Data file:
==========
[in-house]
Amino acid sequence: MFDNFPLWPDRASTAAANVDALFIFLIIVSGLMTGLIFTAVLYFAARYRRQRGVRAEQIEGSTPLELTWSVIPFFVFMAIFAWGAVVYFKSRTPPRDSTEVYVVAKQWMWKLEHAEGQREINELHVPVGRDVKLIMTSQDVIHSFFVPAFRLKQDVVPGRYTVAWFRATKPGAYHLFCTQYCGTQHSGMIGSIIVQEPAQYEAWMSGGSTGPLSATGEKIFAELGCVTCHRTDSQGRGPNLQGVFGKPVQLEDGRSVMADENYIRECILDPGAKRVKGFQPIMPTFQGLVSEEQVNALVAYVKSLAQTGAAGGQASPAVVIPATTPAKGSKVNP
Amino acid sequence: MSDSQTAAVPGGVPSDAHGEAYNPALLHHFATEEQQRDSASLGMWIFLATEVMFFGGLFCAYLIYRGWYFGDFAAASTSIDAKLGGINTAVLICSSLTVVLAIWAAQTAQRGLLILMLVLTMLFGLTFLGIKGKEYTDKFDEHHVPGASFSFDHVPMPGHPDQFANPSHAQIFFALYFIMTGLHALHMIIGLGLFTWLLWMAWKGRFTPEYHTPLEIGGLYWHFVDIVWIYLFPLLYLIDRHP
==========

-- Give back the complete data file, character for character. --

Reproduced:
[in-house]
Amino acid sequence: MFDNFPLWPDRASTAAANVDALFIFLIIVSGLMTGLIFTAVLYFAARYRRQRGVRAEQIEGSTPLELTWSVIPFFVFMAIFAWGAVVYFKSRTPPRDSTEVYVVAKQWMWKLEHAEGQREINELHVPVGRDVKLIMTSQDVIHSFFVPAFRLKQDVVPGRYTVAWFRATKPGAYHLFCTQYCGTQHSGMIGSIIVQEPAQYEAWMSGGSTGPLSATGEKIFAELGCVTCHRTDSQGRGPNLQGVFGKPVQLEDGRSVMADENYIRECILDPGAKRVKGFQPIMPTFQGLVSEEQVNALVAYVKSLAQTGAAGGQASPAVVIPATTPAKGSKVNP
Amino acid sequence: MSDSQTAAVPGGVPSDAHGEAYNPALLHHFATEEQQRDSASLGMWIFLATEVMFFGGLFCAYLIYRGWYFGDFAAASTSIDAKLGGINTAVLICSSLTVVLAIWAAQTAQRGLLILMLVLTMLFGLTFLGIKGKEYTDKFDEHHVPGASFSFDHVPMPGHPDQFANPSHAQIFFALYFIMTGLHALHMIIGLGLFTWLLWMAWKGRFTPEYHTPLEIGGLYWHFVDIVWIYLFPLLYLIDRHP